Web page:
Since leaving the mayor's office in Mundelein, the 49-year-old Kessler has continued working as a clinical psychologist and a professor of psychology at Roslyn Franklin University in North Chicago.
He's also added "farmer" to his resume, having acquired acres near Harvard. Teaming with his wife, Elizabeth, Kessler grows hay on part of the site and is restoring the rest of it to natural prairie.
It's a particularly fitting activity for Elizabeth Kessler, the executive director of the McHenry County Conservation District.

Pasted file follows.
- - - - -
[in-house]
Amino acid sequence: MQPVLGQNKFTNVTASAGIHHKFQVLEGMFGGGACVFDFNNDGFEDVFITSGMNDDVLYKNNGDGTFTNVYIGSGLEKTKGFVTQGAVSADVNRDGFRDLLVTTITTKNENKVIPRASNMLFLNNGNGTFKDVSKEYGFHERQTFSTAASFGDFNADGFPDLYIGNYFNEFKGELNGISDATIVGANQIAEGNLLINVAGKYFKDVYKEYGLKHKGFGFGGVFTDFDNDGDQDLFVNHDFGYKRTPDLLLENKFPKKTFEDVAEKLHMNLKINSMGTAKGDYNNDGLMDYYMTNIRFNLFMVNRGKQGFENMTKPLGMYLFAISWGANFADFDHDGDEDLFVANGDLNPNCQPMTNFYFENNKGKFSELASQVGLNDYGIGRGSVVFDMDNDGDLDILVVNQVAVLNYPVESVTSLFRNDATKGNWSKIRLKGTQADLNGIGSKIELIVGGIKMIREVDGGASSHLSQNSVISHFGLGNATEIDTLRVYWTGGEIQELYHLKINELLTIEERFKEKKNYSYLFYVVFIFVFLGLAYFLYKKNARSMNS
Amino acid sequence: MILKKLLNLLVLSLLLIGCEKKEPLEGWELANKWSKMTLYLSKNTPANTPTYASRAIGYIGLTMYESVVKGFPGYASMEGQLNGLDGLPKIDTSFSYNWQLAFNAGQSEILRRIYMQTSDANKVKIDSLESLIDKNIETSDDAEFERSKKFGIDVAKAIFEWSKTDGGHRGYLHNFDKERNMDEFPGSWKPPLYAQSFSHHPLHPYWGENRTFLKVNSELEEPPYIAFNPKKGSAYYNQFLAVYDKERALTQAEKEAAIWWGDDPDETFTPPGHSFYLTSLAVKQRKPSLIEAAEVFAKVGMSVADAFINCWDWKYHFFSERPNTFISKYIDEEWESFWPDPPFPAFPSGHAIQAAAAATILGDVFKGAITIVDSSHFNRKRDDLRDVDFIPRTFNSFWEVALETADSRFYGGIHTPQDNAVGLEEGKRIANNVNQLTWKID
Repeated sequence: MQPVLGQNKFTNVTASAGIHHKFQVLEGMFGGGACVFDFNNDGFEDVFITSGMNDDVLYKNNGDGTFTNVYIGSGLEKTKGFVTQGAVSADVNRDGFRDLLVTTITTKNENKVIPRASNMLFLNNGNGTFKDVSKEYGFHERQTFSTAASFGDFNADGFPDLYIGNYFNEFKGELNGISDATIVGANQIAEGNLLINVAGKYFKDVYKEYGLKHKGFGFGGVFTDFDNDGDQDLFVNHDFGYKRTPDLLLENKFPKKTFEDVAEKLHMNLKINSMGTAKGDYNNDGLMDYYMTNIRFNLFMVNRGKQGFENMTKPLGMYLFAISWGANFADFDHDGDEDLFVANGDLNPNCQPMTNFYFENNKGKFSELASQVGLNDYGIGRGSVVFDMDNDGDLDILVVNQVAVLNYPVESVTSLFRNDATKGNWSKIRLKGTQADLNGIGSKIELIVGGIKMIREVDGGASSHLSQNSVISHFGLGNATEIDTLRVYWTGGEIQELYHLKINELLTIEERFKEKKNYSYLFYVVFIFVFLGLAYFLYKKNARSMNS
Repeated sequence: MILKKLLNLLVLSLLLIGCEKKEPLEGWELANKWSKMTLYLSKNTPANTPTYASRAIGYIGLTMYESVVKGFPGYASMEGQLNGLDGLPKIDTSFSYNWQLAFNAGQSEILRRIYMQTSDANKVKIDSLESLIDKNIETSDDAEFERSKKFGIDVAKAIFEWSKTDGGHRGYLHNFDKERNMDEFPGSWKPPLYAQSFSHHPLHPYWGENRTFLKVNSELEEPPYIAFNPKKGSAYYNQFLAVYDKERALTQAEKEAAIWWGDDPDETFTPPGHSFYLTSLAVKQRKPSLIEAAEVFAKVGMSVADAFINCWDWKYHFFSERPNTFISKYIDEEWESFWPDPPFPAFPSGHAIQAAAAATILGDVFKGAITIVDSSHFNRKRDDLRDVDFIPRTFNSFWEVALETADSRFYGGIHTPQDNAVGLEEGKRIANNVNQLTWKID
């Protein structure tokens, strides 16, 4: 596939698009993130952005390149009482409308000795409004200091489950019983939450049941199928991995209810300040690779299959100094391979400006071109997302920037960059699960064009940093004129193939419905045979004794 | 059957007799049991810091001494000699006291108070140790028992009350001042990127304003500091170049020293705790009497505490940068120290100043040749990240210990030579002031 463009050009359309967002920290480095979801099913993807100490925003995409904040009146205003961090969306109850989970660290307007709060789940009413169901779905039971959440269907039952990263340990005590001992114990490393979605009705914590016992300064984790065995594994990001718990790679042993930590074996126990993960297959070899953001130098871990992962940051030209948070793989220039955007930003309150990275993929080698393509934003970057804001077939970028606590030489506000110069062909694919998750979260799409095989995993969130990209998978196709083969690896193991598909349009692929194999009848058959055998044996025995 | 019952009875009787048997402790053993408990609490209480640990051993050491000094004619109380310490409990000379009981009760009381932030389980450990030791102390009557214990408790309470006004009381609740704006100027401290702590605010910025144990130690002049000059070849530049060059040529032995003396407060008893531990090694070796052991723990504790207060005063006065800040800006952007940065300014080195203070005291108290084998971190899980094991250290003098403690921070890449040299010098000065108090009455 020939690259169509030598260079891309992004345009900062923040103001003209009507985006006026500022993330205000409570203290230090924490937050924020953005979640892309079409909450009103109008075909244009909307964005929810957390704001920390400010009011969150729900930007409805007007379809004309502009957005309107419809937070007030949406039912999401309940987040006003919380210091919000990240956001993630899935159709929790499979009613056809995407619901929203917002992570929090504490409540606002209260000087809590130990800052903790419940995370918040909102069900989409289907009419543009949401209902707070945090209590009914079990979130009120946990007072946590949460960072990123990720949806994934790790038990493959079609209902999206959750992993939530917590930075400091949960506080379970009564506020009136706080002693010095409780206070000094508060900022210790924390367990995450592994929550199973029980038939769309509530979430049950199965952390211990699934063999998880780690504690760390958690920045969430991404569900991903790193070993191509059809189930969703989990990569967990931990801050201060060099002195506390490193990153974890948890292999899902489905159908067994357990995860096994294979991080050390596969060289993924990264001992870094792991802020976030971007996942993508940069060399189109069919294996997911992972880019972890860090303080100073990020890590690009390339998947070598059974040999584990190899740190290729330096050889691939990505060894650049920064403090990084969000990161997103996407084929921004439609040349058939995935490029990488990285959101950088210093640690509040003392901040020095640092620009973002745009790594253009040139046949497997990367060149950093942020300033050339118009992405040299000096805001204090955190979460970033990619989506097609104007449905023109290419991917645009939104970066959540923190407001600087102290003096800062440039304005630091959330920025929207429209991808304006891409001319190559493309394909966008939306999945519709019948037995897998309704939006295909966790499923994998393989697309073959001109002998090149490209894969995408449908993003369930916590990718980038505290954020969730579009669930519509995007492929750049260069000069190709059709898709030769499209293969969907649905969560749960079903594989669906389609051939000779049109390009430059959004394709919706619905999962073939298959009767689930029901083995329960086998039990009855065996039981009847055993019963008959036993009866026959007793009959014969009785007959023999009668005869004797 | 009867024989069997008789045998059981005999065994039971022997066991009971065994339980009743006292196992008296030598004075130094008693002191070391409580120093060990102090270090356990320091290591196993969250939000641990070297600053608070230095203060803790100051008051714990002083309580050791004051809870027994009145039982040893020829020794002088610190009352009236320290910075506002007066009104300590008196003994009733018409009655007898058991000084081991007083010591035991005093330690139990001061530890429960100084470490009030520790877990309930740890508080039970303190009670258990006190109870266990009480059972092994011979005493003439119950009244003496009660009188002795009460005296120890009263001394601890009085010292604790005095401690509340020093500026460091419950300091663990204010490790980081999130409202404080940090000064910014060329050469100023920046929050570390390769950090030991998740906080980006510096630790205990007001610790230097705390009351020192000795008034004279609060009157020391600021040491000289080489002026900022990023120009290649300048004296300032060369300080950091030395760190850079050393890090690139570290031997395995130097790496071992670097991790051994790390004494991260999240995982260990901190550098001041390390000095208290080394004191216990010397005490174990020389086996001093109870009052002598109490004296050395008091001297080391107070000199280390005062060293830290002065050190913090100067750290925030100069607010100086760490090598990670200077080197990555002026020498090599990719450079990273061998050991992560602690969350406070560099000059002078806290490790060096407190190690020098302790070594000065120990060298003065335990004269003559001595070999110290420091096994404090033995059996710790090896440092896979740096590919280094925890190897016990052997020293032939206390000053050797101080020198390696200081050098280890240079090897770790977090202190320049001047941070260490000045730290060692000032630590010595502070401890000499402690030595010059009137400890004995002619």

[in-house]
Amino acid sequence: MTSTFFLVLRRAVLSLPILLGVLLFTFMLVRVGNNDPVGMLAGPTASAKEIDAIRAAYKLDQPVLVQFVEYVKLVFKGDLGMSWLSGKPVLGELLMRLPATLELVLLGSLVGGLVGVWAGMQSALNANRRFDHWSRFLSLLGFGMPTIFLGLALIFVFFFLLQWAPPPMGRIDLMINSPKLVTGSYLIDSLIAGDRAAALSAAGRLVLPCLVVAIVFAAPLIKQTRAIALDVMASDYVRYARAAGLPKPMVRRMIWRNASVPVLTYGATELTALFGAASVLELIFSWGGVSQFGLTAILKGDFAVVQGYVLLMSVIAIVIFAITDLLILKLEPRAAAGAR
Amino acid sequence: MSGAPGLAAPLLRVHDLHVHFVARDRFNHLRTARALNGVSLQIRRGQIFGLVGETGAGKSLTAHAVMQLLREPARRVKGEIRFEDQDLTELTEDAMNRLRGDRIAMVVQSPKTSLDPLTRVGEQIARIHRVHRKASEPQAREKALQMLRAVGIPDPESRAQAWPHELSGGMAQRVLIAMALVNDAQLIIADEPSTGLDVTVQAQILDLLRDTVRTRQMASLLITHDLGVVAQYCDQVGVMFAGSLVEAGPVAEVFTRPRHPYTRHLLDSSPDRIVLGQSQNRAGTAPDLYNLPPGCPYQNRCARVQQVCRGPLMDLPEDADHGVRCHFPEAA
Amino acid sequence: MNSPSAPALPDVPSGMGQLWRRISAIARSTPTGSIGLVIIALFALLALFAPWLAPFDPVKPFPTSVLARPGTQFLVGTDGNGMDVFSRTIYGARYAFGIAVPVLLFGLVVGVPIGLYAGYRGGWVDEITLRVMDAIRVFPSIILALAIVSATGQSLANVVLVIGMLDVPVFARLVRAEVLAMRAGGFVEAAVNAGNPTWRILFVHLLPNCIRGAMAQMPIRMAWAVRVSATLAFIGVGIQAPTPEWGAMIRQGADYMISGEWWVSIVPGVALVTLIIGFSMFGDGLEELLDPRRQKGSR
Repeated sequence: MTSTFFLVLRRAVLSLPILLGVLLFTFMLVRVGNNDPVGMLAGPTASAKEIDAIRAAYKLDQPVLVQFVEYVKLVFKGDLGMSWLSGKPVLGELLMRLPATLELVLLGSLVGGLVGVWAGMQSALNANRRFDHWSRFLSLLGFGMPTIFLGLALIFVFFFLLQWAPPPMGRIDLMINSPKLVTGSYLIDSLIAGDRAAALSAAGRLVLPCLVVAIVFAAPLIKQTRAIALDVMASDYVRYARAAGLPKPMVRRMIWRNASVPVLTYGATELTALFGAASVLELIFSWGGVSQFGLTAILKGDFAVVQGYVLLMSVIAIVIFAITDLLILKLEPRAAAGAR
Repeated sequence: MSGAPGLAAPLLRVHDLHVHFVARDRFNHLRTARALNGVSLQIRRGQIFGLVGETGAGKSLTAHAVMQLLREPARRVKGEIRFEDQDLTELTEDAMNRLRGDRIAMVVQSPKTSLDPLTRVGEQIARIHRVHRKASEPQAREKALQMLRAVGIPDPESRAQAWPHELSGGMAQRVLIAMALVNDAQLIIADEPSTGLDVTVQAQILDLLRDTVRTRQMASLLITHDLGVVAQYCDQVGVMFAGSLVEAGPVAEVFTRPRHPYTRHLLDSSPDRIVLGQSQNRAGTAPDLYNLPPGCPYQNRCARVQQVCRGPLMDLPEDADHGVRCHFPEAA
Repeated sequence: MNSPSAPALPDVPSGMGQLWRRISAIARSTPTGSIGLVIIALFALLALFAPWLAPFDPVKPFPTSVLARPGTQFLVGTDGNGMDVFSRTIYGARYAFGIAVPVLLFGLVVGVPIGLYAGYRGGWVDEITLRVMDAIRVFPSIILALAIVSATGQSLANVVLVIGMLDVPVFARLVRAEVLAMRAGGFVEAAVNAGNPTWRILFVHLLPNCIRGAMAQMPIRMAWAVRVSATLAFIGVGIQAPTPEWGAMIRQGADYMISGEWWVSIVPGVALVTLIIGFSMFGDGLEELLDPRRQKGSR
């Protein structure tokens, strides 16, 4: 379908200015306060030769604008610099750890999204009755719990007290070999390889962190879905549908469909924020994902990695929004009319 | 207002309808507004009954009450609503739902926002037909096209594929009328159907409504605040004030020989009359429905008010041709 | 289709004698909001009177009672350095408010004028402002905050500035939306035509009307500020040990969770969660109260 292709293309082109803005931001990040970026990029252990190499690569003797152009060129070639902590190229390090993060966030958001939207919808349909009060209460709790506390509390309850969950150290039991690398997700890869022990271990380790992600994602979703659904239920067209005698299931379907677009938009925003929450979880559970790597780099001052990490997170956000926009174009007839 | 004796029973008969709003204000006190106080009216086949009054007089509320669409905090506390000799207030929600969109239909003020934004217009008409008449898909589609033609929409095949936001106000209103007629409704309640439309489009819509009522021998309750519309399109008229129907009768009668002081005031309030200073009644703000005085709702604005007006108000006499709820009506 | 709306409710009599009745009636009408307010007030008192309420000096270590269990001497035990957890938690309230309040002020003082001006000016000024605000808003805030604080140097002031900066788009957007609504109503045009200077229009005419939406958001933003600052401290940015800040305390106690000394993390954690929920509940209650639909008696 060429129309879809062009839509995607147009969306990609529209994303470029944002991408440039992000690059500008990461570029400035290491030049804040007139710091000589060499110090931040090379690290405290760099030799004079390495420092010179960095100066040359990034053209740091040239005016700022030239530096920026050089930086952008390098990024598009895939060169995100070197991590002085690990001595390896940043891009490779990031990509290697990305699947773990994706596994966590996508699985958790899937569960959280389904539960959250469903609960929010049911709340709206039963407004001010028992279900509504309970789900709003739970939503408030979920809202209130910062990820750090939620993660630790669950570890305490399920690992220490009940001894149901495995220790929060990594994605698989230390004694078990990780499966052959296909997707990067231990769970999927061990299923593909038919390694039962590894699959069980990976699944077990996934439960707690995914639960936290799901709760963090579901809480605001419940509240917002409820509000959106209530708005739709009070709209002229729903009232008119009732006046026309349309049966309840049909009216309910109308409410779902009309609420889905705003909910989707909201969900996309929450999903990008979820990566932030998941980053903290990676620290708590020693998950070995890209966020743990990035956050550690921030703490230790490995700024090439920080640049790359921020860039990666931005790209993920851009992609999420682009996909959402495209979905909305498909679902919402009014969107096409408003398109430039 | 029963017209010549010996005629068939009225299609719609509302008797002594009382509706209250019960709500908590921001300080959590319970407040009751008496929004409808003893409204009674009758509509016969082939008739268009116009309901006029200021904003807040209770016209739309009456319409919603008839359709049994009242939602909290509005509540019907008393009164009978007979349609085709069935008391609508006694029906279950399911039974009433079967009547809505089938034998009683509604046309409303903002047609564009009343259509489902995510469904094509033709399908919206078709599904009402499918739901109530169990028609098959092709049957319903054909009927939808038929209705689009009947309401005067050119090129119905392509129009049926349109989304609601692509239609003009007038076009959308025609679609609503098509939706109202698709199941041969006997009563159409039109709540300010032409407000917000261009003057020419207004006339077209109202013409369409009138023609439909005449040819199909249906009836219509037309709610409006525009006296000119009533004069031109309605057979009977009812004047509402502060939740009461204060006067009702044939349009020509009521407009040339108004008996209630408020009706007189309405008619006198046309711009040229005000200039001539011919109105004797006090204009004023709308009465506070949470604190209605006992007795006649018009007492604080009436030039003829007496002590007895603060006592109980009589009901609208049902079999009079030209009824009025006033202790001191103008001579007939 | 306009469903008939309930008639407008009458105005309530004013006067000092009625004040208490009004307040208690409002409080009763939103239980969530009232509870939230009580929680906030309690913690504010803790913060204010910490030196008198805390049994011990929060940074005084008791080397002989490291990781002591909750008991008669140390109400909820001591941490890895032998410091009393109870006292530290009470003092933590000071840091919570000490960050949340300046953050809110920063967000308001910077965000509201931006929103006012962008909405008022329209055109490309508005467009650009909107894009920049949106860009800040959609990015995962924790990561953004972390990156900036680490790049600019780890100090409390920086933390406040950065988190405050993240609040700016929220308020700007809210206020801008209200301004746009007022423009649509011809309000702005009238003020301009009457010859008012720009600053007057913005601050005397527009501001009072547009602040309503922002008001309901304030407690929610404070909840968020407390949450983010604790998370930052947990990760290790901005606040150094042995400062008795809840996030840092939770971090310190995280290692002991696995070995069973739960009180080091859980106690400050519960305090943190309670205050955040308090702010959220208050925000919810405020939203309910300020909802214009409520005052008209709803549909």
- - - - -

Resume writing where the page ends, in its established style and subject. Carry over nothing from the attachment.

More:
"We've always wanted to be more in the country," Kenneth Kessler said. "This is a way of being in the country but still being close enough to tend to family business."
Kessler served two terms as mayor and didn't pursue a third. He was succeeded by Steve Lentz, who had been a trustee.
Kessler said he didn't want to be one of those mayors who stagnates in office or overstays his welcome and gets voted out.
"Quite frankly, after the eight years, I had gotten my list of things accomplished and then a few (more) things," Kessler said.
Still, he admitted missing public service "a little bit here and there."
"But quite honestly, I've been so busy since then," Kessler said. "It's freed me up to do a lot of things that otherwise I wouldn't have been able to do."Copyright © 2014 Paddock Publications, Inc. All rights reserved.